As of January 31, 2011, Tacoma Public Library System will have eight locations instead of its current ten. Both Swan Creek Branch and M.L. King, Jr. Branch will be closed. The main branch will also have its hours reduced from 66 to 54.
Swam Creek is the smallest of the libraries and shares its space with Tacoma Community House, which runs a literacy center for the local population. Per the library’s website, Tacoma Community Center has significant experience working closely with persons with little or no English language and comprehension skills, or without significant education experiences. Classes include English as a Second Language and computer skills. The library has an expanded foreign language materials selection and bilingual assistance is available in Russian and Cambodian, as well as Spanish and Vietnamese upon request. The door count (patrons entering the building) was over 4,000 in November, the last full month available. Many of the patrons walk to the branch and will soon need to take one or more buses to reach the next closest branch. It is true that Swan Creek had the lowest circulation statistics, which makes sense since they also had the smallest collection size.
Library materials and equipment from this branch will be redistributed to other branches, but the fate of the building and the Tacoma Community Center lease remains unknown. Although the building was built in 1989, there is deferred maintenance.
The closing of these two branches made me think of this Asimov quote. “When I read about the way in which library funds are being cut and cut, I can only think that American society has found one more way to destroy itself.”
More info about the Martin Luther King Library closure can be found here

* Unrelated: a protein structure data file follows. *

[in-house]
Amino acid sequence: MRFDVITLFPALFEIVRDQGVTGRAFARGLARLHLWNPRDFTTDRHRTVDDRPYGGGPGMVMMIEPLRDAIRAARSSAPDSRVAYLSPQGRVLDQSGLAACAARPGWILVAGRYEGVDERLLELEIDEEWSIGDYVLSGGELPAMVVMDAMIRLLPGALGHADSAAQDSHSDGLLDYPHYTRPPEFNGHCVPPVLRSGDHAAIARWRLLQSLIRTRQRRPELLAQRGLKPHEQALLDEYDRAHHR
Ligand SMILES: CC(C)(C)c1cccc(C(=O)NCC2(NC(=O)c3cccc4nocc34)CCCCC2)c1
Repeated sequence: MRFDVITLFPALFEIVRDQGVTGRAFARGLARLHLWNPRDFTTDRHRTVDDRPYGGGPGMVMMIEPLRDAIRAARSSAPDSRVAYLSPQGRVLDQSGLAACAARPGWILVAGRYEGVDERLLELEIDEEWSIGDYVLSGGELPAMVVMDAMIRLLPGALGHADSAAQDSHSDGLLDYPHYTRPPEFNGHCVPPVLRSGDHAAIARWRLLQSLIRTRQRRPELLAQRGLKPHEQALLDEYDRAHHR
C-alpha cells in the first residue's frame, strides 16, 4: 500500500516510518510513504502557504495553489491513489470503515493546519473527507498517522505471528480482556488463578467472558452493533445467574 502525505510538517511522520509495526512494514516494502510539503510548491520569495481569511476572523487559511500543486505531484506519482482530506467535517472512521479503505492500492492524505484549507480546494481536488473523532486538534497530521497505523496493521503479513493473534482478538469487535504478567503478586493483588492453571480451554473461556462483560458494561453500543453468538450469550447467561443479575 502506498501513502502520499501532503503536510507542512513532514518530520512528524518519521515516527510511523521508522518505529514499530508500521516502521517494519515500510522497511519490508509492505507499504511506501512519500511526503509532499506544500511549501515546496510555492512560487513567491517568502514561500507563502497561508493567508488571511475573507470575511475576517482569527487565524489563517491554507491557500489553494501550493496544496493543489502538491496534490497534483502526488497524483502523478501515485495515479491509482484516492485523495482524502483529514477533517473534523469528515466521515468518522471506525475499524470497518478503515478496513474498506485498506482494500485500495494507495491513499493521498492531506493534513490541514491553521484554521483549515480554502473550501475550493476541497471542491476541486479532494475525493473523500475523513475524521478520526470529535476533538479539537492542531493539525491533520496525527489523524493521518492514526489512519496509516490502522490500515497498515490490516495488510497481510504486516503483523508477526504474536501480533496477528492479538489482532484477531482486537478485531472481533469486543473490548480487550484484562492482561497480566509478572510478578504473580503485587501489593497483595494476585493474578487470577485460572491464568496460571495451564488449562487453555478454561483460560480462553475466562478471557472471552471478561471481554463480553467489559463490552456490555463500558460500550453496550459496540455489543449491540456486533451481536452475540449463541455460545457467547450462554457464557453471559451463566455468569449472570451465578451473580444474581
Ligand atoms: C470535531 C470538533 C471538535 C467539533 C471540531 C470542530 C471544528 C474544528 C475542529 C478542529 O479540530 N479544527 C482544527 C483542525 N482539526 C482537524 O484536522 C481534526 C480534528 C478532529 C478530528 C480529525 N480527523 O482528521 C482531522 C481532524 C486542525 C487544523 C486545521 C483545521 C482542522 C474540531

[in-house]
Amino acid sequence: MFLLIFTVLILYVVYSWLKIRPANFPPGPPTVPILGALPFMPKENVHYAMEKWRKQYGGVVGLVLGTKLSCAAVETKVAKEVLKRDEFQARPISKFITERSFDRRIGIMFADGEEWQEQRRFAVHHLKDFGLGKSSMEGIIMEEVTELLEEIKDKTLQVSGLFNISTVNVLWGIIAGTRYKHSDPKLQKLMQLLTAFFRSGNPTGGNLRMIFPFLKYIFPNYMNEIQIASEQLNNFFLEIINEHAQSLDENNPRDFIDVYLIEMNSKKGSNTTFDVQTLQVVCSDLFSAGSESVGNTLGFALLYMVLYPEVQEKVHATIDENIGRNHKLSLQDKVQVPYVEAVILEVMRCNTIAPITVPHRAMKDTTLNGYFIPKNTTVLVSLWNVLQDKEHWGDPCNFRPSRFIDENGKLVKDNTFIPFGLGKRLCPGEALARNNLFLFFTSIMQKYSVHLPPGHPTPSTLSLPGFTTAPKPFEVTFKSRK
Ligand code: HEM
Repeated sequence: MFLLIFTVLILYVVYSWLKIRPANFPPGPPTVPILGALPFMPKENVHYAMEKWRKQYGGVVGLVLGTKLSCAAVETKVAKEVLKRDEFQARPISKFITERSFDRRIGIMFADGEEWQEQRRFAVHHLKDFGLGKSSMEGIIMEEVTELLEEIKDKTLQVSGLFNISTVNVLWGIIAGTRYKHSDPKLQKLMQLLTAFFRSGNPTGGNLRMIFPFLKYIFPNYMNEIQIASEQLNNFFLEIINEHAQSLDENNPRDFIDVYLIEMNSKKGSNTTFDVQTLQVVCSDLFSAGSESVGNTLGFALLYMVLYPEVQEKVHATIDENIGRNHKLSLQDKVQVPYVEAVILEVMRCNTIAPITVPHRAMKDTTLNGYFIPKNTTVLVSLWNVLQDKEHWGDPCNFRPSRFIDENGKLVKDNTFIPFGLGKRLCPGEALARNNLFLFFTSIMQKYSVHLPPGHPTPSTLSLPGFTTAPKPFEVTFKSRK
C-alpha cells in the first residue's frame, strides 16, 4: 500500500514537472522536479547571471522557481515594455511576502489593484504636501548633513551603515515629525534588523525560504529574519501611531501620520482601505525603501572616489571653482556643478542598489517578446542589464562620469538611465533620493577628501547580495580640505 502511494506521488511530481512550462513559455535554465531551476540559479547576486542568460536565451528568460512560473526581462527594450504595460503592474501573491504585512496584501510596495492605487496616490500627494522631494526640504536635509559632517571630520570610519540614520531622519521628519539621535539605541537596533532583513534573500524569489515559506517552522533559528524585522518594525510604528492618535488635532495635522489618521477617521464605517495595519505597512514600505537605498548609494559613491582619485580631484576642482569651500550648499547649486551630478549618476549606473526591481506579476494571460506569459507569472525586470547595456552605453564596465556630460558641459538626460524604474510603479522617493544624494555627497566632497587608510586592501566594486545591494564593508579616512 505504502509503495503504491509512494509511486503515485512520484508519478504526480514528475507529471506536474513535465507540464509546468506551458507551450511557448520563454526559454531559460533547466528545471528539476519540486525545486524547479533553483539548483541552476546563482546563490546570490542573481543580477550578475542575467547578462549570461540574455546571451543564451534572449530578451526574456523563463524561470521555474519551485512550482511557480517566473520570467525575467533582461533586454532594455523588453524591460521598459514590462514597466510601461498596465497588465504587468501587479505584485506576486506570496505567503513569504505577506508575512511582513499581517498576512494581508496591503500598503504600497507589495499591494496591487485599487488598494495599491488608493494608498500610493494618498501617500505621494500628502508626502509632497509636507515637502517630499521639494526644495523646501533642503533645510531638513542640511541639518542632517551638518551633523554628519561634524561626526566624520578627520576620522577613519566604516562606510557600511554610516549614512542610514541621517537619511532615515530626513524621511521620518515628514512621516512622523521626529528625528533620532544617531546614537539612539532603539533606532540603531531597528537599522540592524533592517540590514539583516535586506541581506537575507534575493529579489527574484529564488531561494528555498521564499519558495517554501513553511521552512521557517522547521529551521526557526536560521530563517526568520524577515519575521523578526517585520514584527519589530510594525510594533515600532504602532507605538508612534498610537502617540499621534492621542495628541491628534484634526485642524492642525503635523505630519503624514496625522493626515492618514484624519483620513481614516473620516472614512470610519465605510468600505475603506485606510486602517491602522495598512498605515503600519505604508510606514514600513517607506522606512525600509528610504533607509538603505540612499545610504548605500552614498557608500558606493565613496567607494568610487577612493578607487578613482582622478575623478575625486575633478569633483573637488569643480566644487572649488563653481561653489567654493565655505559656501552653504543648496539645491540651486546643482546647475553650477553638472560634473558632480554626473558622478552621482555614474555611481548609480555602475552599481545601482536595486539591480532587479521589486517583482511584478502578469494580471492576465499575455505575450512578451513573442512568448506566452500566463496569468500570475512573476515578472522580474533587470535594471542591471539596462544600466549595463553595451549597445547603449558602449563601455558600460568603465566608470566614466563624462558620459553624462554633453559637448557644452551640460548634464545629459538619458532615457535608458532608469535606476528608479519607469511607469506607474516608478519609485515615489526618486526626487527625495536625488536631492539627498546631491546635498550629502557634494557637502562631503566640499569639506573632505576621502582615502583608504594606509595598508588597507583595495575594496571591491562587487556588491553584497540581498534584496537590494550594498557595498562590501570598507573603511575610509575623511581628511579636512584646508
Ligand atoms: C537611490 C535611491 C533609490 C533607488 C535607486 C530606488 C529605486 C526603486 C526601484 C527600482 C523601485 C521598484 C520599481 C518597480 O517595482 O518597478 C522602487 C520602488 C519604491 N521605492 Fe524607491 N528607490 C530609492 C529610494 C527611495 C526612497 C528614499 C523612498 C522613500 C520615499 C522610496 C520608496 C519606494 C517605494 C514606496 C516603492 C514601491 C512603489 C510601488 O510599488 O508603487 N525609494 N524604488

Today’s new place is the Tom Schuster Memorial Park, located on the southeast corner of McKinley Avenue East and East Division Lane. The original marker says Ray C. Roberts Post No. 969 V.F.W. and over that is a newer sign that says Tom Schuster Memorial Park. This is a relatively small park with some benches, a marker dedicating the park to veterans and a flag pole. It is nicely landscaped and well kept.
Information on the history of V.F.W. 969 can be found here http://webspace.webring.com/people/dv/vfw969/HistoryPost969.html
and their facebook site is here
Tacoma Public Library Northwest Room was kind enough to provide the following information. “The park was renamed in honor of Thomas M. Schuster, after his death on Nov. 5, 2000. According to his obituary, Tom Schuster was a lifetime member of the Ray C. Roberts Post #969 VFW (Veterans of Foreign Wars) and had been very active with fundraising and numerous leadership duties within the VFW. His obituary states that he was “instrumental in acquiring the mini park near the post home, which is being renamed in his honor for the many accomplishments achieved with distinction as a #969 Comrade.”